Primary peritoneal sarcoidosis causing an omental cake Academic Article uri icon


  • Introduction: Omental cake is an ominous sign, and is mainly caused by malignancy. There are many causes of omental cake, of which intraperitoneal tumor spread is the most frequent. In the current article, we describe a case of an omental cake in a young patient, its rare cause, and its histopathological appearance. Case presentation: The patient suffered from severe abdominal pain, and had a CT scan, which demonstrated an enlarged uterus, ovarian cysts, a small hypodense lesion in the liver and suspected peritoneal spread with omental cake. No primary lesion was found in the scan and ancillary tests, and thus a decision was made to perform a diagnostic laparoscopy. In the laparoscopy, numerous white patchy dots were found on the peritoneal surface of the inner abdominal wall, the liver, and the small intestine. A biopsy was taken from the greater omentum. The patient had an uneventful recovery from the surgery. To our surprise, the source of the omental cake in the current case was sarcoidosis. Discussion: Sarcoidosis is characterized by inflammation of tissues resulting in the formation of the small aggregations of cells, or granulomas. Primary sarcoidosis in the GI tract mainly involves the spleen and the liver. Involvement of the peritoneum with sarcoidosis is rare and to our knowledge, has been described only in one other case as the initial manifestation of this disease. The current case is also unique in that this is the first case where involvement of both the peritoneum and lymph nodes is seen. We believe that, the current case, has shown the superiority of laparoscopy as a diagnostic tool, which also gave us an opportunity for biopsy.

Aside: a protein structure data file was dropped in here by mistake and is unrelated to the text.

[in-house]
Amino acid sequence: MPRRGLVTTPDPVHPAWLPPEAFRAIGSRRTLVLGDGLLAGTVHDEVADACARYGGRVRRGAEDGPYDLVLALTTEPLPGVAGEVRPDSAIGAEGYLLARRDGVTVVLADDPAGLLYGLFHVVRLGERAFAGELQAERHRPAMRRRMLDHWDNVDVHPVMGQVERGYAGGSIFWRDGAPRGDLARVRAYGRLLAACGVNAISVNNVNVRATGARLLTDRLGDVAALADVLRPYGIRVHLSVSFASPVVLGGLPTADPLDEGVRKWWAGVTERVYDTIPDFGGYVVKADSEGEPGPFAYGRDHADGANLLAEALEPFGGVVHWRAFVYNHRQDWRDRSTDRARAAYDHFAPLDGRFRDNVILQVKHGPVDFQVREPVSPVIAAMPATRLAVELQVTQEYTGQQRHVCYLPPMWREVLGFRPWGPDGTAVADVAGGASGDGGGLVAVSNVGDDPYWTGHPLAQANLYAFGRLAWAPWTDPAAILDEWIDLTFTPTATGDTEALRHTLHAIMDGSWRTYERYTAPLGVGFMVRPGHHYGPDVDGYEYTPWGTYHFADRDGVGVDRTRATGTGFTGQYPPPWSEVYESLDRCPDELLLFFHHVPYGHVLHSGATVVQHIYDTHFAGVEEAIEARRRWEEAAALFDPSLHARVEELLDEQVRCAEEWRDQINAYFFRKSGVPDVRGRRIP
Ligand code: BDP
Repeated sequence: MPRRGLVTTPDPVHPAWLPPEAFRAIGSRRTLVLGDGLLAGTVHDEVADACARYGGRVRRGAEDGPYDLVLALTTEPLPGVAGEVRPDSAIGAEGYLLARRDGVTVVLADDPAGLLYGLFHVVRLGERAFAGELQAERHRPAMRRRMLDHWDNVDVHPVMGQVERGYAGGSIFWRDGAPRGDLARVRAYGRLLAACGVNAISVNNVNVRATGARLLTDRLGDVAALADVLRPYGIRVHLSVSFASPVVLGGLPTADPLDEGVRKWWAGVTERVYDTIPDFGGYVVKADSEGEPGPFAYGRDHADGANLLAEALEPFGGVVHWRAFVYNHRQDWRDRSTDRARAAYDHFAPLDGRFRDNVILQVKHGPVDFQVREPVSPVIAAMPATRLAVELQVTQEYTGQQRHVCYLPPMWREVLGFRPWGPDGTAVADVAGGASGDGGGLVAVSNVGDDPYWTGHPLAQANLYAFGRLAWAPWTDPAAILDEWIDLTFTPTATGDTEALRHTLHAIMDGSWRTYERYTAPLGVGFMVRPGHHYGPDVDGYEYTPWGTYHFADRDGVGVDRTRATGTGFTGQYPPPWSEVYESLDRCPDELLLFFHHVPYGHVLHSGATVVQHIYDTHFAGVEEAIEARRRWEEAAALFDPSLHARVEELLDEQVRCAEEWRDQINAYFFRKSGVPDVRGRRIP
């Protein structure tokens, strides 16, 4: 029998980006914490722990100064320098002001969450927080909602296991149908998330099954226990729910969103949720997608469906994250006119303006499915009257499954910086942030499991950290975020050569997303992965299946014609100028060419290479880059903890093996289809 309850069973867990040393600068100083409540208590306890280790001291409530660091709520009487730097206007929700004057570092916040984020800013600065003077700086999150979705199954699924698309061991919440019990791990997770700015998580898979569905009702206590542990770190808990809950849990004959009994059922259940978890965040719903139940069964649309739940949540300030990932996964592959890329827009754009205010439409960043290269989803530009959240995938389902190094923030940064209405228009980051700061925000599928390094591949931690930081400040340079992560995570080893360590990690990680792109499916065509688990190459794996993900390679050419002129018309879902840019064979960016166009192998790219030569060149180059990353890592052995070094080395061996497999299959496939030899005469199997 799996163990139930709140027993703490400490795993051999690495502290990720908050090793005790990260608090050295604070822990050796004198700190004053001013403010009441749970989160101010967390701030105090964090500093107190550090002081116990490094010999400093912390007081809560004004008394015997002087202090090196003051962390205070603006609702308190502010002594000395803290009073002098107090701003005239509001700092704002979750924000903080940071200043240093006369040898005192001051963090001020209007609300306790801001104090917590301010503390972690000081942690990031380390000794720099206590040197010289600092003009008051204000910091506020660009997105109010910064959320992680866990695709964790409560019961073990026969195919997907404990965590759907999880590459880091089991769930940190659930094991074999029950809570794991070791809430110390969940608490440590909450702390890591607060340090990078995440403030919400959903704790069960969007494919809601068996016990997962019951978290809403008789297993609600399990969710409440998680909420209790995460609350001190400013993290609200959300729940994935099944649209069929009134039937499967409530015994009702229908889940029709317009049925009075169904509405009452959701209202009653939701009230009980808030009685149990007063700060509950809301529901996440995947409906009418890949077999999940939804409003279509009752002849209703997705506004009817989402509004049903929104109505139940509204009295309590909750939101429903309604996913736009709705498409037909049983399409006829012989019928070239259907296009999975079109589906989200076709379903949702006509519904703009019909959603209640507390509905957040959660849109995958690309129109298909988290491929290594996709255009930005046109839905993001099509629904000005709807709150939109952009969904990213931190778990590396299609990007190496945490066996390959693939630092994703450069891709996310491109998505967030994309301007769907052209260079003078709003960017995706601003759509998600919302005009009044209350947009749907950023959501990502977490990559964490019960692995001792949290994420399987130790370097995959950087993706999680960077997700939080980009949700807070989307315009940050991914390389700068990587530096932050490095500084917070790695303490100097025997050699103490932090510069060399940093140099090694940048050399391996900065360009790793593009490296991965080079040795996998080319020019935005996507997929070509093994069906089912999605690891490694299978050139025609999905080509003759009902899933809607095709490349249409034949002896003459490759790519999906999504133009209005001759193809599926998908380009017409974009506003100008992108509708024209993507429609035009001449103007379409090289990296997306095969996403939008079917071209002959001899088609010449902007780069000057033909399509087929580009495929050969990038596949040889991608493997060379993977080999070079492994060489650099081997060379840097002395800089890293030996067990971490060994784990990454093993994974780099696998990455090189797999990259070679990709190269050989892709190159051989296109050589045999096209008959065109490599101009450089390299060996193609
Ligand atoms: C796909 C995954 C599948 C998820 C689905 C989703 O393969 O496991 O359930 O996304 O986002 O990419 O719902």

publication date

  • January 1, 2013